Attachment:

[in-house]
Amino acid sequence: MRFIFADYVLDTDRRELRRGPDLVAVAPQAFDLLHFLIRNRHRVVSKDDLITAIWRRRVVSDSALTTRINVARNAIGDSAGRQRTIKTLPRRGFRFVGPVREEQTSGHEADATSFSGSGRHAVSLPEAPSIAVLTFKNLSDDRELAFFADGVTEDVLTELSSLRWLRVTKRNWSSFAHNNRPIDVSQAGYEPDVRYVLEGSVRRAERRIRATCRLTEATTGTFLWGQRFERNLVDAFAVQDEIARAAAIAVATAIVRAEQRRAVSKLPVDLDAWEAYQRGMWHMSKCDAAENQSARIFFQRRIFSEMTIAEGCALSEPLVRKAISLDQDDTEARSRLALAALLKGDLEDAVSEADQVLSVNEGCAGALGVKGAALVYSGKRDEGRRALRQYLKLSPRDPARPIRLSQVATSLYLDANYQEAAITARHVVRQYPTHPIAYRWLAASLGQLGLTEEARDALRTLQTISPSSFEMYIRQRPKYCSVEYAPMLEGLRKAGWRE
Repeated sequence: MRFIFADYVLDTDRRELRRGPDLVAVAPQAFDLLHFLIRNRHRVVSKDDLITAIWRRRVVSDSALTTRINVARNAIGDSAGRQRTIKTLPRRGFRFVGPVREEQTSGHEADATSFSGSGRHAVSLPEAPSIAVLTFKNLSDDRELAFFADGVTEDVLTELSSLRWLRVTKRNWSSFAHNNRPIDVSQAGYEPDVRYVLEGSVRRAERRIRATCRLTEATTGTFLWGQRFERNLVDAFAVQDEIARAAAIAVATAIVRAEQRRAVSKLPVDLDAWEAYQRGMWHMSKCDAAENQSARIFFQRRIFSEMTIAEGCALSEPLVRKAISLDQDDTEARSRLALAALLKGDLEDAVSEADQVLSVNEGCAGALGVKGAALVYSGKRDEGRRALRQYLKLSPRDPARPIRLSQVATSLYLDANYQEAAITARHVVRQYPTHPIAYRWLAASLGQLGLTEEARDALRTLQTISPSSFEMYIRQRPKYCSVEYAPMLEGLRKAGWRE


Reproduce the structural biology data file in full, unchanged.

[in-house]
Amino acid sequence: MRFIFADYVLDTDRRELRRGPDLVAVAPQAFDLLHFLIRNRHRVVSKDDLITAIWRRRVVSDSALTTRINVARNAIGDSAGRQRTIKTLPRRGFRFVGPVREEQTSGHEADATSFSGSGRHAVSLPEAPSIAVLTFKNLSDDRELAFFADGVTEDVLTELSSLRWLRVTKRNWSSFAHNNRPIDVSQAGYEPDVRYVLEGSVRRAERRIRATCRLTEATTGTFLWGQRFERNLVDAFAVQDEIARAAAIAVATAIVRAEQRRAVSKLPVDLDAWEAYQRGMWHMSKCDAAENQSARIFFQRRIFSEMTIAEGCALSEPLVRKAISLDQDDTEARSRLALAALLKGDLEDAVSEADQVLSVNEGCAGALGVKGAALVYSGKRDEGRRALRQYLKLSPRDPARPIRLSQVATSLYLDANYQEAAITARHVVRQYPTHPIAYRWLAASLGQLGLTEEARDALRTLQTISPSSFEMYIRQRPKYCSVEYAPMLEGLRKAGWRE
Repeated sequence: MRFIFADYVLDTDRRELRRGPDLVAVAPQAFDLLHFLIRNRHRVVSKDDLITAIWRRRVVSDSALTTRINVARNAIGDSAGRQRTIKTLPRRGFRFVGPVREEQTSGHEADATSFSGSGRHAVSLPEAPSIAVLTFKNLSDDRELAFFADGVTEDVLTELSSLRWLRVTKRNWSSFAHNNRPIDVSQAGYEPDVRYVLEGSVRRAERRIRATCRLTEATTGTFLWGQRFERNLVDAFAVQDEIARAAAIAVATAIVRAEQRRAVSKLPVDLDAWEAYQRGMWHMSKCDAAENQSARIFFQRRIFSEMTIAEGCALSEPLVRKAISLDQDDTEARSRLALAALLKGDLEDAVSEADQVLSVNEGCAGALGVKGAALVYSGKRDEGRRALRQYLKLSPRDPARPIRLSQVATSLYLDANYQEAAITARHVVRQYPTHPIAYRWLAASLGQLGLTEEARDALRTLQTISPSSFEMYIRQRPKYCSVEYAPMLEGLRKAGWRE